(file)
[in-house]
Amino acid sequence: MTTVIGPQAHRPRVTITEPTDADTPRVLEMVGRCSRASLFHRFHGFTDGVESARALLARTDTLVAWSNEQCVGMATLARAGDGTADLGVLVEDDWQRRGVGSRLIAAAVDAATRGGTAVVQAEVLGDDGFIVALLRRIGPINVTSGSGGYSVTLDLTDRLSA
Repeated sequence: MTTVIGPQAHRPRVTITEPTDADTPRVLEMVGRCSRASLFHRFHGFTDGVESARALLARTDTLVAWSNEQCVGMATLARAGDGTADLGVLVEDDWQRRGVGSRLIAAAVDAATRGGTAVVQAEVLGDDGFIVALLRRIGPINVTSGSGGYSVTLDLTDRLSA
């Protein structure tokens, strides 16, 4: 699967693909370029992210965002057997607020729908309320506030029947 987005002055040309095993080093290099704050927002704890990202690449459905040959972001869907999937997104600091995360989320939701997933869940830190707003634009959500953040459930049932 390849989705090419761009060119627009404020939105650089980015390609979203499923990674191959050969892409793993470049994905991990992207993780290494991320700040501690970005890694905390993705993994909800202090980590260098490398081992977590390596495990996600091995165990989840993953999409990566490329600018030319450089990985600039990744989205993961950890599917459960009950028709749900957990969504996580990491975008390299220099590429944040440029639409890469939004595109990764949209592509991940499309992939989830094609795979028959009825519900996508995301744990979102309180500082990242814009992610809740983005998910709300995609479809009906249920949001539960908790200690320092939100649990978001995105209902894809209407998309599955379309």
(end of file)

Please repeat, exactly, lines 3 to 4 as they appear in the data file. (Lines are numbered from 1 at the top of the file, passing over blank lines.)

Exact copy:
Repeated sequence: MTTVIGPQAHRPRVTITEPTDADTPRVLEMVGRCSRASLFHRFHGFTDGVESARALLARTDTLVAWSNEQCVGMATLARAGDGTADLGVLVEDDWQRRGVGSRLIAAAVDAATRGGTAVVQAEVLGDDGFIVALLRRIGPINVTSGSGGYSVTLDLTDRLSA
């Protein structure tokens, strides 16, 4: 699967693909370029992210965002057997607020729908309320506030029947 987005002055040309095993080093290099704050927002704890990202690449459905040959972001869907999937997104600091995360989320939701997933869940830190707003634009959500953040459930049932 390849989705090419761009060119627009404020939105650089980015390609979203499923990674191959050969892409793993470049994905991990992207993780290494991320700040501690970005890694905390993705993994909800202090980590260098490398081992977590390596495990996600091995165990989840993953999409990566490329600018030319450089990985600039990744989205993961950890599917459960009950028709749900957990969504996580990491975008390299220099590429944040440029639409890469939004595109990764949209592509991940499309992939989830094609795979028959009825519900996508995301744990979102309180500082990242814009992610809740983005998910709300995609479809009906249920949001539960908790200690320092939100649990978001995105209902894809209407998309599955379309």